Things got really busy during the invasion. There was a lot of coordination that needed to happen. Several squadrons of fighters- including Lt. Bradford’s- got transfered to the Assault Ships. Lisa barely had time to notice. As it turned out, no one had run a test on the landmark-destroying superlasers since the last invasion, and Al- in a fit of cost-saving- had installed 15 amp breakers in the power supply, which were entirely insufficient to the task. Lisa had to walk the Assault Ship techs through the process of identifying which circuit had the necessary 40 amp breaker on it, and then how to find the superlaser’s power cable to connect it to the right circuit. That’s if there was a 40 amp breaker available- Lisa had to coordinate an on-site electrician for Assault Ship ZX–80 (which hovered over the White House), and it was a near thing to get the circuit re-wired in time to fire as part of the coordinated attack.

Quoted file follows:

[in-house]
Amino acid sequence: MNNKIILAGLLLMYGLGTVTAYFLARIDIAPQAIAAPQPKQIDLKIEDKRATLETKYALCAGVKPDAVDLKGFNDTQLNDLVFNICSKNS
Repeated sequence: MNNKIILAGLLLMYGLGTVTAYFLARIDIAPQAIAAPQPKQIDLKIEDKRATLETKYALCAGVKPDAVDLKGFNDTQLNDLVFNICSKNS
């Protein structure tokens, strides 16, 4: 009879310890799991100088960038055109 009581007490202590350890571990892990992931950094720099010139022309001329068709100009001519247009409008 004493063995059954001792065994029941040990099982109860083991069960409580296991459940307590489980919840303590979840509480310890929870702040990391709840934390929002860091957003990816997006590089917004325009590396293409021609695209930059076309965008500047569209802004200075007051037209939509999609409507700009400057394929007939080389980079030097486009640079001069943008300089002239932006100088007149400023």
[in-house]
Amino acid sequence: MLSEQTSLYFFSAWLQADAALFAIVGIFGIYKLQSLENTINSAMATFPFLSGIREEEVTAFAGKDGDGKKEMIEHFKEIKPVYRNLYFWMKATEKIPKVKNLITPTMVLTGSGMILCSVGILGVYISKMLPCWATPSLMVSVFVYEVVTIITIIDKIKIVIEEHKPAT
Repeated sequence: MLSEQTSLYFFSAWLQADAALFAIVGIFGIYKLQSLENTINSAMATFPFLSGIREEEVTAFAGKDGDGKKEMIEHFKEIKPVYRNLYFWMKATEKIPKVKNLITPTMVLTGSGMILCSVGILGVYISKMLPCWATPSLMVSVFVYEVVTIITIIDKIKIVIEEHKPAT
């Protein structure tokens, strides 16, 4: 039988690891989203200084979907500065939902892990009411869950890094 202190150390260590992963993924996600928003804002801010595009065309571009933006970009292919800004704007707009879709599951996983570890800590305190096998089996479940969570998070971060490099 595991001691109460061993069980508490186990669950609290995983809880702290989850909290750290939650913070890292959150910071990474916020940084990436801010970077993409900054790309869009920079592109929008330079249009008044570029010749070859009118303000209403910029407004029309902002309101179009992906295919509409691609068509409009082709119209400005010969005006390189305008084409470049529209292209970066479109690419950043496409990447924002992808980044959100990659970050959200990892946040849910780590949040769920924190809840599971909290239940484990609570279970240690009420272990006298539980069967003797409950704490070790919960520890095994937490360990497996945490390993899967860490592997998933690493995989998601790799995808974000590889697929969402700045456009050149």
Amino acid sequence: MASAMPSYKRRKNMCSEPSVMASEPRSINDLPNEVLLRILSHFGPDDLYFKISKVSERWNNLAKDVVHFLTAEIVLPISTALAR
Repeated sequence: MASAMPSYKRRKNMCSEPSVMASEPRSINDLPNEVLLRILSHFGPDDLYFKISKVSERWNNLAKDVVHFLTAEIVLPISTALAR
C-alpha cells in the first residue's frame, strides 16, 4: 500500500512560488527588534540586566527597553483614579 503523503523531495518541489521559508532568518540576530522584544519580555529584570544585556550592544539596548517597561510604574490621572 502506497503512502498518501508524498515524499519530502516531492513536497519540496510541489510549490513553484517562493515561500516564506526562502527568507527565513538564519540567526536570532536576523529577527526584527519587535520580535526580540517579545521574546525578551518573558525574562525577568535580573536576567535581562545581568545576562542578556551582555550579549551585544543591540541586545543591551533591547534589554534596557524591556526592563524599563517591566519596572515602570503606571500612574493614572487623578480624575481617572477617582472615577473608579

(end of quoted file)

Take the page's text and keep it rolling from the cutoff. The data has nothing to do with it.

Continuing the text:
After a few days of eighteen hour shifts, Lisa finally got a bit of a break. All the easily recognizable landmarks had been blown up, and the Supreme Commander was confident that the humans would surrender any second. And that’s when she noticed a new fighter joining the network. This one was running an ancient version of the firmware- v4.1.2, which was supposed to be removed from service fifty years ago.

Lisa grumbled and tried to identify the asset tag for that fighter craft. By the time she found it, the craft had docked just several meters from her workstation. She could see into the cockpit… and that’s when the two humans inside waved at her…


For the next few days, we'll be running some classic WTFs as we have a small summer break. We'll be back on Friday with a fresh Error'd.